The Atchison Daily Globe from Atchison, Kansas on March 4, 1907 · 2
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The Atchison Daily Globe from Atchison, Kansas · 2

Atchison, Kansas
Issue Date:
Monday, March 4, 1907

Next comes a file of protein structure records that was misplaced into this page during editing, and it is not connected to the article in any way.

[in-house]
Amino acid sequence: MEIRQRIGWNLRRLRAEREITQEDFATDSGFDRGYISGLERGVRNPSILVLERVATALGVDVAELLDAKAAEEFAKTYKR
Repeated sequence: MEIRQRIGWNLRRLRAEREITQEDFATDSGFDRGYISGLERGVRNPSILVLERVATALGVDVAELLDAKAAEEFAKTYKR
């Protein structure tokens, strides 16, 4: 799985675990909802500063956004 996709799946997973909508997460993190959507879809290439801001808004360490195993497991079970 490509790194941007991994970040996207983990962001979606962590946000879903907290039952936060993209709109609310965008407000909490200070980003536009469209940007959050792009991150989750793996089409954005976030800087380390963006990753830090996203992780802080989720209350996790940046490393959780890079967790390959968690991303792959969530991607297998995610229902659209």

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. i. THE AT0H1S0N DAILY GLOBE. MONDAY. MARCH 4. 1907. ANOTHER BIG OF SHIPMENT JOHN 8. STETSON'S Famous Hat Received this morning. The very Latest Stvles for Spring, stiff and soft styles in all,the Leading Shades at. S3. 50 We are Sole Agents in Atchison for etson's Special Hat! .. . . ... . ,. In Soft and Stiff Styles at S5.0O. The "Modern" Hat in all the new Spring Styles. A magnificent array of big values at S3.00 The "Wearwcl! " Hat Is A Special Value At $2.00 El ,11 fr me GCO. THE , CL0TB1IH Commercial Street on Sixtn. Boys New Spring Hats " Special Values At $1.00, $1.50, $2. THE ATCHISONJDAILY GLOBE. Published by Globe Publishing Co., corner Fifth and Main streets. MONDAY, MARCH 4, 1907. ar The army officers who have failed to get any raise in salary from the present congress should console themselves with the thought (they don't have to work very hard. Lawrence Gazette: There is one lesson learned from the Thaw case, and that Is that it a mother Is determined to sell her daughter to the devil, His Majesty will have an agent on hand to bid her in. ' Politicians nay the primary election system, wanted by the lower house of tha Kansas legislature, would forever destroy .the possibility of Democratic success in the state. It wouldn't be destroying much,, at that. Magazine and book publishers say everything must be in the form of a "story"; as a result, there Is a flood of romances, many of which are not only weak and uninteresting, but actually silly. We doubt that people are half as crazy over a "story" as publishers think they are. You may have observed that the ministry; which is crying out In horror at the naval display to be made at the Jamestown . exposition, are not so opposed to the presence of warships when there is danger of a missionary being spitted for ignor ing the fact that theirs isn't the only religion. We haven't much use for Sena tor Ben Tillman, but we are in sympathy with his resolution asking for the facts concerning the Panama canal. Money is being wasted on the canal, and people should know something about it. They should also know what the Philippine experiment is costing us. A French scientist advises that polygamy be practiced, In the interest of morality. He says no man should be allowed to take more than one wife unless he is able to support her, but that under Troper regulations polygamy is really in the interest of morality, as it is natural. He thinks polygamy is as surely in the Interest of morality as canteens ct army posts are in the interest of temperance. There is only ono John D. Rockefeller, but any man can make a success in life by the exercise of industry, temperance, honesty, patience, and by acquiring as much practical educations as possible. There are millions of successful men who are never heard of; men who live in small towns and country communities, and who have as much money as they need. There la no excuse for a man , piling up a great fortune for his children to quarrel over. A SECOND RATE GEXICS. Elbeirt Hubbard, editor of The Phil istine, at East Aurora, New York, is a Becond rate genius, which Is high praise, for we do not know of a first rate genius in the United States. Hub-j bard writes a great deal, and naturally he cannot always write well, but if the good things he has wrjtten could be collected, the result would be a book a hundred times larger than the good writing Charles Lamb has handed down to posterity. And the Atlantic Monthly never appears without a reference to Charles Lamb. We suppose that it must be admitted that Dickens and Shakespeare were first class geniuses, but in originality and force, Hubbard Is entitled to a place among the second raters below them. There is so much envy and meanness among the living that Hubbard will not be fairly rated until he has been dead fifty years. We have no desire to be offensive to an old woman who is in serious trouble, but we firmly believe Mrs. Mary Baker Eddy hasn't the slightest genius, and never had, whereas Hubbard has an almost inexhaustible store of it Mrs. Eddy worked an old idea, an idea that she knew had brought followers and fortune in the past, whereas Hubbard is original in what he says and does; his Roycroft shop is an old idea, but his writings suggest no one. Hubbard does not pretend to ba a saint; he is perfectly natural, as any really sensible man must be, and those who do not like a natural, sensible man are at liberty to hate him, which a good many do, with extreme cordiality. But all those who hate him are unfair, if they deny ha is a genius. Being only a second rater, of course Hubbard makes mistakes. For example, we notice, in the list of books issued at his shop, one listed at $250 per copy: "Thoreau's Friendship; a tall copy on genuine vellum, with forty free hand drawings." Think of the absurdity of issuing a book which sells at $250 per copy! Now that Hubbard has won his battles, and at traded the world's attention in spite of unfair opposition, he should print books at ten cents each, instead of $250 each; books of real value to the common people, and which can be understood by them. Hubbard's own booklet, "A Message to Garcia," was printed in this manner, and did much to encourage the good workman, the simple, honest, capable man. Millions of copies of this booklet have been sold, and because of its wide circulation, the race has been benefited; the people are hungry for common sense, for information told in a simple and convincing way. For there are many geniuses of the third rate, of the fourth rate, and the fifth rate, all anxious to spread the gospel of common sense, and fairness, and right living for its own sake, but they cannot do much with tall books on genuine vellum selling at $250 per copy. A MESSAGE TO GARCIA. (Being the Translation from Jap anese Into English by Yone Klchlkas-chi of the University of Tokio.) In all this Cuban commercial en terprise there is one honorable gen tlemen stands out on the horizon of my memory like Mars at the time she Is nearest earth. When misunder standing broke out between Spain and United States, It was very neces sary to communicate quickly with the leader of the. Invaders. Garcia was somewhere In the mountain caves of Cuba no one knew where. No mail nor telegraph message could talk with him. The Mikado must secure his aid, and quite suddenly.. What to do! Some one said to the Mikado, "There is a peasant by the name of Rowan who will find Garcia If any body can." Rowan was sent for and given a letter to be presented to Garcia, with compliments. How the honorable peasant by the name of Rowan took the letter, seal ed It up In a pocket, strapped it over his stomach, in four days landed by night off the coast of Cuba from an open boat, disappeared into th tall grass, and In three weeks came out on the other side of the continent, having traversed a crazy country on foot, and delivered his letter to Garcia are things I have no special desire to tell In detail. The point I wish to make is this : the McKIn-ley gave the peasant a letter to be delivered to Garcia; Rowan took the , letter and did not ask, "Where is the honorable gentleman ?" By the Longlasting ! there is an honorable whose form should be cast In deathless metal and the statue placed in every college lri the empire. It is not volumes young men nee.1, nor Instruction about this and that, but a stiffening of the bones of the back which will cause them to be loyal to a trust, to act promptly, concentrate their muscles and do the thing "Carry a Message to Garcia." General Garcia is with his ances tors, but there are other Garcias. No trtileer, who has endeavored to carry out an enterprise where many hands were needed, but has been embarassed at times by the fool of the average honorable the Inability or unwillingness to consummate on a thing and do It. Dull help, fool faces, and halfhearted labor seem the law. Of course, I know that one so morally deformed is no less to be sorrowful than a physical cripple ; but in our pitying, let us drop a tear, ton, for the honorables who are striving to carry a great enterprise, whose working hours are not limited by the horn, and whose hair is fast turning white with the struggle to hold in line sleepful indifference.slipshod foolishness, heartless ingratitude, which, but for' their enterprise would be both hungry and homeless. My heart goes out to the man who, when given a letter for Garcia quietly takes the mef-s.ige, without asking any foolish intc. nations, and delivers it. A Good Father Starts His Boy On The Right Road By Opening a Bank Account For Him. It's a Little Thing to Do. DEPOSIT ONE DOLLAR For your boy tomorrow. Ask for one of our Pocket Banks. Give it to your boy and Watch Results. Do something definite. A little start is. all your boy will ever need. Give him a start he'll do the rest. : - TheCommercial State Bank. GLOBE SIGHTS. , Sickness has a certain satisfaction for a woman if she can be sick en ough to have a trained nurse. The yoke of parental authority never rests very heavy on the child which is 'reasoned with" a great deal. Every man dreads the time when he will think more of the things he might have done than of the things he intends to do. In the average house when father gets a certain age he would rather have bread and apple sauce than anything else in the world to eat. When a man stops to listen to two others arguing, he isn't after infor mation; he wants to butt in, and air his own views on one side or the other. Appollnarlas Appleton is the skeptic in his family. "I notice," he said to his mother to-day, "that you make up your mind to do a thing and then take it to the Lord in prayer and that the Lord never seems to disagree with your plans." A NEW SENSATION. Now that the Thaw trial is passing off the stage, the attempt to prove Mrs. Eddy insane, is looming large on the horizon. ' Mrs. Eddy never had but one child, although married four times, and this child, a son, is behind the movement to declare his mother crazy. His name is Geo. W. Glover, and he lives at Lead City, South Dakota. When Glover was very young, his mother was poor, and she gave him Into the care of others, so that he has never known much about his mother. In an interview he says he called on her last January, and then became convinced that his mother was incapable of managing her own affairs. He declares his mother told him an attempt had been made to kill her: a follower sent her a team of vicious horses. In the hope that the team would run away and kill her. She also said her home had been robbed and her will stolen; that an attempt had been made to induce her to visit her son at Lead City, the object being to kill her. Glover says his mother told him she couldn't keep him over night;, that sho had no bed. The son believes" his mother is mentally unbalanced and that her attendants are appropriating to themselves the vast revenues she receives from her followers. He therefore asks for a receiver, an accounting and an investigation. This wonderful old woman, head of the Christian Science church, is a pitiful figure. Her own doctrine cannot save her from decay and death and in addition to this humiliation, she must in her last days submit to the jeers of the multitude. We wonder It never occurs to a girl of twenty-five that some day she will outgrow the afternoon luncheon and evening party period; and then what will become of her? Why should not a woman make preparations for rainy days, as well as a man? CITY NEWS. f PERFECTION 1 I SAFE NtT I fl - If your ilK.'.rr don't handle It, write to B tit j C. S. HCfvL, Attorncy-at-Law jt Jt & jt 624 Commercial St; old phone jX office, 810; old phone house, 379. jl jt 3. A, HAUOUFF, j Undertaker and Embulmer. Thirty-five years practical ex- j$ jH perience in Atchison. Has com-jit plete death record. Holds Kansas J & and Missouri licenses, 208-210 jl North Fifth ave.; both phones jH 1 452. White' ambulance free in j city for sick calls. jt The Topeka Capital is a reform screecher, and makes a startling charge against E. H. Hnrrlman. If the charge is true, no one will deny that the full power of the government should be used against "high finance." But is the Capital's story true? How much of . the reform screeching Is true, and how much grossly exaggerated? The Capital's statement is as follows: . "As to the Alton deal Mr. Harriman admitted these facts of public interest: The road when purchased by his syndicate was capitalized at a few thousand dollars less than 40 millions. The syndicate purchased 97 per cent of its stock and paid 40 millions for the property. In six years the new owners Harriman, Gould, Schiff, James Stillman and otn-ers raised the capital of the road to a few thousands under 123 million dollars. In so doing they put into Improvements and additions 22 million dollars. The balance of the addition to capital was sheer water, amounting to above 60 million dol lars. Being themselves the owners of 97 per cent of tho stock, the syndicate placed a 40 million dollars mortgage on the property (its total mortgage debt when they purchased it was but 9 million dollars) and they traded back 12 million dollars paid out of earnings In improvements during 20 years prior to their pur chase of the road, charged this 12 millions off to capital account and paid themselves over 6 millions as a dividend, taking the money out of the proceeds of the 40 million dollar mortgage. They sold 32 milliona of the 40 million dollar mortgage bonds to themselves as stockholders at 65 cents and then unloaded on the big life Insurance companies with which they were connected as trustees at an average of 90 cents." Out of every seven deaths, one Is due to consumption. Small pox causes but one death out of every twelve hundred. Yet how rigorously we quarantine aglnst smallpox, and how little wo do to prevent consump tlon! How many spins do you know who has the experience of this spin? "One spinster has set forth with her pen tho following reasons why she rather enjoys splnsterhood. She does not have one man to love and cherish her but she may have the friendship, the cordial esteem and interest of half a dozen; she does not have one to pay her dressmaker, her hatter, her shoe-man and the rest; but she may have half a score for less serviceable uses half a score who send her books, flowers, tickets, who walk, play golf, drive, skate, talk with her. Ono man does not come to her for deep understanding of his needs; many come with quite serious interests." It sounds nice but the ice cold facts are the average spin buys heir own flowers; spends her .own money on theatre tickets; borrows the new novels, ,or gets them at the library, and if a man does go to her with his joys and sorrows, he is scared off by his friends, who say the spin Is chasing him. "The winter now completed was the warmest In seventeen years," says Dr. Snow in summarizing the weather for February. The February precipitation 1.79 inches was .30 of an inch above the February average for forty years. The temperature averaged 32.72 degrees, which is 2.35 degrees above normal, though 1.61 degrees below the record for February 1906. The month's wind record was 20 per cent below the forty-year average for February. THE RAVENS Told us How to Make ELIJAHS MANNA Already Cooked and Delicious For Breakfast. Grocers sell at S and 15 cents. Made by Postum Co., Battle Crook, Mich. A Collection of Important Paragraphs for Your Consideration. Sawln & Douglas !iccks meet trains. Rough dry washing at A B C laun dry. Jas. Dooley. of Good Intent, Is qjtite sick with grip. Fine stationery at Byrne's phar macy, corner Sixth and Commercial. A son was born yesterday to Mr. and Mrs. Will Grame, who live near Shannon. New spring suits, $28 to $40; trous ers, ?7 to $12. J. K. Allen, 420 Commercial street. Good tame hay for sale In, stacks, by Jas. Hayes, living on Deer Creek. New phone 1514 F. One guess Is that the new tax law -will drive half the corporation in the state of Kansas'lnto Missouri. We can give you improved service in carpet cleaning; new Atchison Rug factory, F. R. Richards, manager, new phone 932, old phone 934. Miss Addle Munsell, who teaches The Float school, closed it Friday, Miss Munsell presented each of her twenty pupils with a box of candy, It is probable that Atchison will get one of the big circuses this sea son; anyway, an inquiry as to the "big circus lot" has been received, Miss Notlie Nelson received word Saturday that her sister. Mrs. G. E. AVilson, had died in Denver. No particulars were given. The body will probably be brought to Atchi son for burial. Walter E. Madison, age 14 years, is on trial in the juvenile court this afternoon. He Is charged with strik Ing and beating his step-mother, Mrs. Annie Madison. The boy Is a son of C. E. Madison. While Dr. Chase was called when Atchison s only smallpox victim was first taken sick, he does not have' charge of the case, and hasn't seen the man since the character of thai disease fully developed. J. W. Davis talked to the county board two hours this morning about a road to his land, north of the Sol diers' Orphans' home. They thought he was taking up far too much of their time, but were too polite to say so. The early bird catches the worm I have barred Plymouth Rock eggs for hatching, $1 por setting, $5 per hundred. Get your chickens out early, and they will lay next winter when eggs are high. J. T. Ayres, 119 Suth Third. w. M. Jackson, who traded his home at 702 South Seventh street to Mrs. Paxton for a ten acre fruit farm south of town, will move his family to the farm Thursday at which time Mrs. Paxton will , take possession of her new home. G. W. Anderson, general chairman of the grievance committee of tho Brotherhood of Railway Trainmen for the Missouri Pacific, system, was In town yesterday. It Is believed vote was taken on the advance now offered by the company. Four or five Good Intent farmers to-day assisted Doe Bunnell In mov Ing his goods to Atchison, where they were loaded on a car for Osborne. Doc will go with the car to Osborne, but his wife will accompany Charley Bun nell, who leaves for Osborne to night. A natural gag man who Is In town to-day sayg the company supplying AtchlHon has a thousand wells which are "ot In use; they are tapped blown twice a month and kerit In rnnnrvn. How long will natural gas last? This man believes It will last . certainly twenty or thirty years, and probably Indefinitely. , ' About the only contest at the Re publican city convention, which will meet at Turner hall at 8 o'clock this evening, will be over the position of city treasurer.- -, F. W, Downs, the present . Incumbent, and C. A. Wright, a former treasurer, are candidates. S. S. King, for mayor; W. A. Jackson, for city attorney; J. P. Adams, for judge of the city court; and Charley Hawk for city clerk; will be nominated by acclamation unless there should be a change in the present plans. , There may be two candidates for marshal of the city court, as Ernest Young is contending with Jess Torbett. There are also two constables and two justices of the peace to be nominated, as well as five members of the council, and five members of the school board. These will be nominated by the different wards; they were nearly all select ed at the primaries. Relatives are 'quarreling over $80 life insurance. Tha International Or der of Twelve of the Knights and Daughters of Tabor, for the Grand Temple Jurisdiction of Kansas (there is more to the title, but the above Is "sufficiency"), has, brought suit to have the district court determine whether Belle Lewis or Mary Irvln is entitled to $S0 Insurance on the life of Mrs. Sarah Hlnkle, who died In 1905. Both claim it. One Is a sister and the other is a sister-in-law of the deceased. The parties are colored. The canteen at the National Soldiers home closed at noon Saturday in compliance with the Bowersock amendment of the sundry civil bill. The yearly profits have been $18,000; since it was opened $600,000 have been made in profits, and this was expended in building a hotel, store, canteen, chapel, band stand and bail park, besides furnishing amusements in the opera house and ball games throughout the summer free to veterans.. The county commissioners. In session this morning, wired B. P. Wag-gener, asking him to have the new law amended so that Atchison coun ty may levy one mill for road purposes instead of five, after the newj tax law goes into effect. A one-mill levy, if property is assessed at actual cash value will raise as much as five mills now raise. The new law is an assured thing, but it will not go Into effect tn time for this year's assessment. H. C. Iiaulsen has sold his grocery business on Riley and Sixth streets, to Will M. Hazelet, who has clerked at H. Sahlers grocery store for a number of years. Hazelit took possession this morning. He bought the stock, but did not. buy the building. which is owned by Mr. Paulsen. Mr. Paulsen will buy a farm and live on it. Mr. Hazelett's brother-in-law, W. Bilimek, will go in with him. Once in a thousand times, a man strikes it in Investing money In natural gas or oil. It is said that Ed. Johnson, the Atchison clothing man, once invested a thousand dollars in a natural gas company. He had an offer to get his money back and accepted it. Had he held on until today his income from the thousand dollar investment would have been $100 a month, or 120 per cent. A colt belongin to Jno. Bergen, an employe at the Central Branch shops became frightened this morning on West Main street and ran into a fire plug at Ninth street, breaking it and turning on the' water. The colt received bad cuts about the breast. The water mains have been turned off in the vicinity of the plug, and people there are unable to get water. SPRING TERM, MARCH 1 1, 1907. ATCHISON BUSINESS COLLEGE. Enrol now and be ready for a position in early fall. Classification the best. School in session during the summer. A. P. HECK, Principal. 9 ECZEMA COVERED HANDS II YEARS Cracked and Bleeding in Many Places Became so Bad that Nail Came Off Finger Tried Many Remedies and Consulted Three Doctors, but Got No Relief Now Cured and Is Very PROUD OF HAVING TRIED CUTICURA REMEDIES "I had eczema on my hands for about eleven years. The hands cracked open in many places and bled. One of my fingers was so bad that the nail came off. I had often heard of cures by the Cuticura Remedial, Jaut had no confidence in them as I had tried so many remedies, and they all had failed to cure me. I had seen three doctors, but got no relief. Finally my husband said that we would try the Cuticura Remedies, so we got a cake of Cuticura Soap, a box of Cuticura Ointment, and two bottles of Cutioura Resolvent Pills. Of course I keep Cuticura Soap all the time for my hands, but the one cake cf Soap and half a box of Cuticura Ointment cured tliom. It is surely a blessing for me to have mv . hands well, and f ara very proud of having tried cuticura Remedies, ana recommend them to all suffering with eczema. Mrs. Eliza A. Wiley, K. F. D, 2, Liscomb, Iowa, Oct. 18, 1900." ITCHING PIMPLES Resulted from Poisoning. Cured by Two Sets of Cuticura Remedies. " My husband got a blood disease from wearing woolen underwear. He was ail full of pimples, and he had on awful itching. He took a good many so-called blood remedies, and nothing did him good. Then we saw in a newspaper about Cuticura Remedies, and they cured him after using in all two sets of Cuticura Soap, Cutioura Ointment, and Cuticura Resolvent, and now I wouldn't do without Cuticura Soap. Mrs. Horner, 1050 Benners St., Reading, Pa., Jan. 20, 1000." Coraptot External and lataroal TTantmemt tot Kvwr Humor of lnruBH, Ctuionai, ud Auulu cm-Ota of CttUetn Soon (iic) to Clauua uw Skin, CuUmra OlnUMot nOe.j to Hnl th Skin, ami Cwteura Ranlvmt (0U..1. lirilH tana of ctora-laia anted Put) tit. par vlnl of GO) to Purify im blood. Suld Usrouxnou'. tho mM. Pottor lrug Una. Corp . Huh) Proa.. BoMon. Mau. uarMmtal Fr.. nn Kiln and tican Sherlffti Sale. Notice Is hereby Kiven that I will offer for sale and sell at public auction for cash In hand at tho east front door of tho court house in the city or At chison, Atchison county, Kansas, on the 23rd day of March, 1007, at 2 o'clock p. m., of nti HI day the following described property situated In Atchison county, state of Kansas, to-wlt: Lot No. four (4) in block No. forty-five (4G) in that port or tne uuy or At chison, Known as uia Atcnison. Taken ns the property of Otis SheD. nrd on an order of snlo lxsued out of the district court 01 Aicnmnn oounty, Kansas on tho 0th day of February, lftu7 and to me directed as the shorlff of aald county. Given under my Imnd this 16th day or. jTODruary, ivm. JAMES A. SMITH, Sheriff, T. A.vMoxcoy, Plaintiff's Attorney. PERSONAL. Mrs. A. N. Beattle, of Kansas City, spent yesterday at the home of her father, Wm. Stretton. Mrs. John McCulley is very ill, and her sister, Mrs. O. G. Boardman, ofj Chicago, will arrive this evening from California en route home, and remain to take care of her. New goods have Just arrived at the Atchison Art Needle Work store. Robert and Guy Semple, who have been visiting Mrs. Harvey Pollock and other relatives, returned to their home in St. Joe this morning. Mrs. T. W. Tucker, of Effingham, and Miss Effle Campbell, of Topeka, are guests of Mrs. C. C. Anderson. Mrs. R. C. Bacon, of .Herington, Kans., la the guest of her father, Capt David Baker. Mary Elizabeth Campbell will be seven years old to-morrow and will entertain eight little girls in her class at shcool with a grown up dinner party at five o'clock to-morrow evening in celebration of the event. Her guests will be Virgina Holbert, Eugenia Smith, Helen Smith, Marjorie Fox, Millie and Muriel Earhart, Julia White and Lillian Auld. Mrs. E. S. Earhart and her daughters, Millie and .Muriel, are visiting Mrs. Earhart's mother, Mrs. A. G. Otis, and will leave shortly for Des Moines, to Join Mr. Earhart, who has a position there. Miss Mamie Chapman, who clerks at Lake's North Side store, was summoned to her home in Rushville today by the serious Illness of her sister. Miss Dot Chapman. The Misses Chapman are the daughters of a Methodist minister who has a circuit in Missouri and makes his headquarters in. Rushville. Miss Bessie Jaquish went to To peka yesterday for a two weeks' visit. Rehearsal of May Festival chorus to-night. It will be necessary for all singers to attend every rehearsal, in order to get full benefit of the prac tice. Mrs. Sam McBride returned yes terday from Netawaka, where she hns been visiting her father, W. A Wallace. Bert Colby, who has been visiting at the home of Hugh Hale, suth of town, has returned to his home in Shelton, Neb. Miss Emma Hastings, has re turned to her home in Effingham, after a visit with her cousin, O. O. Hastings. John Wooster, jr., went to Nor- tonviile yesterday to see his father, John Wooster, who is ill with pneu monia. Miss Jennie Connaway and Ira Brown were married Saturday evening at 6:30 o'clock, at the home of the bride's parents, Mr. and Mrs. George Connaway. on Santa Fe street. The Rev. W. T. Hilton, of the Christian church, officiated. The bride has been an operator for the Atchi son Telephone Co. The groom has been employed at Uhrich's planing mill, but has given up his place there, and will study at Midland college, preparatory to becoming a preacher in the Christian church. He had expected to enter a theological seminary in Lexington, K, but at the Sco-vllle meetings last spring Miss Connaway was among the converts. Mr. Brown fell in love with her and decided he could study for the ministry at home, and marry her. Immediately after the marriage ceremony Mr. and Mrs. Brown left for Topeka and upon their return will live at the home of the bride's parents. Miss Effle Campbell, an employe of the insane asylum at Topeka, is visiting at the residence of C. C. Anderson on North Ninth street. Pearl Adams, daughter of Joseph Adams of Oak Mills, is visiting in Nemaha county. Superfluous hair removed with electric needle. Mrs. Quiggan, Atchison National bank building, room 14, side entrance; every day except Saturday; 9 to 12; 2 to 5. Postmaster L. M. Miller, of Mus-cotah, was the guest of his son, W. H. Miller and his daughter Mrs. J. C. Whitsett, from Saturday night until to-day noon. Charlie Brown, of Kansas City, spent yesterday with his parents, Mr. and Mrs. Jack Brown in Spring Garden. D. C. Nowcomb is sick in bed, with the Influenza type of grip. Mrs. W. P. Waggoner Is ill, and a trained nurse arrived to-day from Kansas City, to take care of her. Charley Barrett rested more comfortably Saturday and Sunday than any days since he has been home. Dr. J. R. Comer returned yesterday from a five weeks' stay in Portland, and tha west. Miss Veronica Taylor, who has visited Miss Grace Murray a number of times, died at her home in Leavenworth Saturday. Miss Jennie Connaway, a daughter of Goorge Connaway, the Missouri Pacific engineer, and Ira Brown, an employe of Uhrich's planing mill, were married Saturday afternoon, and left In the evening for Topeka to spend a few days. Mrs. Glen Sprague left Saturday for Dodge City, Kas., where she trimmer in Mrs. Williams' millinery store. Mrs. Sheffield Ingalls and her daughters, Ruth Constance and Sarah, wll go to Topeka to-morro' where they will be the guests of Mrs. Eu gene Ware, jr. "Miss Gladys Hooper will leave Friday for Rochester, N. Y where she will be a bridesmaid In April at the marriage of her cousin, Miss Ruby Hunt, to Harry McKay. Mss Hooper will not return to Atchison until next fall. The Music club will give a recital programme to-morrow afternoon at the home of Miss Gladys Hooper. Cr E. Adams, the grocer, leaves for Sigournoy, la., this evening to ait-tend the funeral of his brother, M. A. Adams, whose death occurred In Sundance , Wyoming, several days torney In Sundance and lived in Atch- J AdvertisesTbdcT Arizona, California and Pacific Coast Points. Intermediates no higher. Portland Tacoma, Seattle, Vic- j toria, Vancouver and all North- j west Points. Intermediates, $20 and upwards. ' On sale daily until April 30. For full information call on D. L Farnsworth, C. P. A., Atchison, Kansas. EI cm p I Should be well tinned and spouted before the spring rains. Both phones 180. H. C. WALCOTT. If D ago. Mr. Adams was a practicing at-ison a number of years ago and was an employe of the Missouri Pacific railway. He leaves a wife and four children. Ruthana Todd, of St. Joe, is visiting her grandmother, Mrs. N. D. Todd. Jeanette Barrows will entertain with a party Thursday afternoon of this week at her home, on North Second street, in celebration, of her eleventh birthday. Kenneth Farwell spent Sunday in Chapman, Kansas. W. E. Ovitt and son, Frank, will leave to-morrow for the Panhandle, Texas, where they have bought a ha'f section of land. The oWier boys will go in a few weeks but Mrs. Ovitt has taken rooms with Miss Mina Degan and will remain in Atchison until a house is built on the farm. Mrs. Warren West, of Syracuse, N. Y., will arrive Wednesday to visit her cousin, Mrs. Ed. Small. Mrs. O. M. Halligan is very ill at the Pilkington with stomach trou ble. Miss Nellie Sherwood, who has been visiting her cousin, Miss Kate Dunton, returned to her home in Kansas City yesterday. Mrs. P. Killey, of Effingham, was the guest of Mrs. A. D. Cain, last night. J. E. Hayes, of St. Joe, City solicitor for the American Sash and Door Co., was the guest of Prof. A. W. Speer yesterday. The two mm were classmates at Worcester college, at Athens, O. Mr. and Mrs. Frank Neerman an nounce tho engagement of their daughter Mabel, to R. D. Martin, of Helena, Mont. The wedding will take place in the near future. Mrs. L. V. McKea and children, of Frankfort, were . passengers over the Burlington Saturday evening en route to Seattle, Wash. Miss Glen MeHugh, of Hiawatha, is visiting Mr. and Mrs. Forrest bar ren at 1117 Kansas avenue. Miss Mateel Howe, who leaves for Portland, Ore., on Wednesday, was the guest of honor at a bridge whist party given by Miss Helen Howard this afternoon, and Miss Hallie Ellis. ton will entertain with bridge whist for ' her to-morrow afternoon. Yesterday was William Roth's birthday, and Mrs. Roth invited a number of friends to their home at Mt. Vernon cemetery to celebrate the event. A courso luncheon was served, and covers were laid for twelve. Mrs. Mattio Ozeberger, of St. Joe, is visiting Mrs. Vf. H. Long, of 2030 Chestnut street. Miss Rose Hegelln has taken a position in the millinery department at Donald's. Mr. and Mrs. George Grilley, of Salem, Oregon, who have been visiting Mr. and Mrs. Will Tate, on West Main street, 1 returned to their home this morning. Miss Myrtle Smart, of 1341 Commercial street, is visiting friends in Kansas City. Mrs. L. C. Webb who has been spending the winter with her sister, Mrs. W. W. Campbell, returned to her home In Mason, Mich., yesterday. Mrs. L. C. West and her son, John Randolph, of Mountain View, Okla,, will arrive Wednesday to visit Miss Edwynne Giddlngs. Mrs. West was formerly Miss Ada Anderson and has frequently visited in Atchison. J. SCHOTT, Dealer in Hides, leather and shoe findings. Highest market price paitl for prime mink, raccoon, skunk, c1t et and muskrat bides. j 13th & Main Sts. Washington Lodge No. 6, A. F. & A. M., will hold a communication at its hull. Fourth and Commercial sta.. this evening at 7 : M 0 o'clork: wnrk. in first degree; all ilasons fraternally invited;' O. C. Miller. W. M.. R. TS. Spitler, secy. TOO LATE TO CLASSIFY. WANTED An apprentice girl; 304 Dt vision st. 46 FOR SALE A 1500 pound, 7 vear oM work horse; P. E. Roth, at Seaton foundry. 46 FOR SALK A No. 1, 1400 pound farra mare; apply 405 Mound. 4ti FOR SALE Property 506 North Ninth; a snap; investigate: call 40S Mound. 45 FOR SALE Cyphers incubator, good as new: also eood brooder: Bell phone 480; Tenth and Green. 4o FOR SALE Second hand, eieht horse power Charter erasoline engine; in quire Jacobs Bros., S7 Main st. 43 . . FOR SALE Good square piano for- S25: will pay for moving and tuning or wil trade for violin; u'ddress "X" Globe office. 4i FOR SALK R. L. Jackson's gentle city broke horse. biiKev and harness; Wm. Tate, 1S0G Main st. 41 FOR SALE Thoroughbred pointeB pups; Temme & Taylor's liver barn. 43 SOOTHIMS SYRUP bm ham nncd by Millions of Mnthnm for tholr 1 oulldren while Tootniuii for ovur Klftr Youra. It aootbet U10 child, sortmi tha Kuuii, allaya C 1 1 all pain, ourai wind ouUu, aud la Kia boat r 1 , temcdT rordlarrhiB. - I I TWENTY -JIVR CEWTfI A BOTTIX j NOTHING NEW Under the Sun. But Plenty Good ThingsToEat. 00000 A fresh shipment of Welch's pure unfermented grape juice, 30c and 50c a bottle. The best tonic and health food you can take at this time. .... , . Navel Oranges, 15c up to 45c a dozen. Queen Parsley, Head Lettuce and Spring Onions. Nice Finnan Haddies. Plenty of Apples and Bananas, The best 20c coffee in the mar ket. ' .OCO OO 1 pREDPARRETTON WANTED Cully Bros. Blacksmith helper; 43 FOR RENT Six nice rooms over 71-i Commercial: suitable, for office o housekeeping; apply 315 South Fifth. 43 WANTED Good gardener; M. Price, sr., 1'rice villa. Mrs. J. 43 FOR SALE Good five room housj pippd with water and gas: cellar, cistern, fruit; paved st.; Mrs. L. M, Woolfolk, 804 Nortli Third st. 43 FOR SALE Household goods, 411 North Second; must be sold in 13 days; old phone 12-1. 43 FOR SALE A 120 acre farm, seven mik's from Atchison, fine land, good improvements at a reasonable price; inquire at COS Commercial st.43 WANTED Man to work on farm! can furnish dwelline for mar ried man, and may employ wife; J. H Relsner, R. R. 3, Atchison. ii FOR SALE Second hand set driv ing Fingle harness; Jack Brown. 4J WANTED Good milch cow; Mrs, J. M. Price, sr., Price villa. 43' WANTED Gentleman or lady ti travel and collect lor firm of 12"n,- 000 capital; salary S1.072 per year amr-expenses; salary paid weekly and expenses ndvaneed, refernces required i headquarters at your home; address. Armstrong Alexander, 15 Plymoutll Place, Chicago, 111. 41 FOR SALE 5?t acres of ground. S room brick house, nrieK Darn, city water. Seventeenth and Main; Drury & White. 4t FOR SALE House, good barn, chicle-en house, ground 7714X-50 feet. Eleventh and Parallel; Drury & Whitoc 4B FOR SALE New $30 folding bed foe $ 10; old phone 4D9. 43- FOR RENT Store building, 711 Com mercial, v. u. usteriag. isic WANTED Girl for general house work in small lamny; wages 4 a week; address L. L Globe ofllce. 43 FOR SALE Square piano, Mason & Hamlin organ, jawn swing, reirig- erator, side board and cook stove, nus Parallel St. 43 FOR RENT House at 603 South fith. or will rent 3, 4 or 5 rooms; water and cellarl Mrs. Kupfer, bll Soutn Sixth. 40 FOR SALE Two story store build ing containing stock and fixtures, on West Main St., call at office for particulars; King & King. 41; FOR SALE House 5 rooms goo.l basement; riarn, siieas, etc; in west Atchison; cheap; King & King. 43 jl J J J J & j JACOBS BROS., Jli jt Machinists and Millwrights. j Jl All kinds of engine, elevator jt and mechanical repairing. , .jt Agents For j BAUER GASOLINE ENGINES jt Both Phones. 827 Main St. j, t1 ATCHISON TAVING BRICK CO.. M J. H. Barry, Pres. and Mgr. jl j. H. Carry, jr., Treasurer. H. C. Bavry.Vice Pres. and Soc'y. Manufacturers of paving, side-walk, sewer and foundation brick. J I Prices and samples on appllca- v lion. Best paving brick in the J west at lowest prices. . I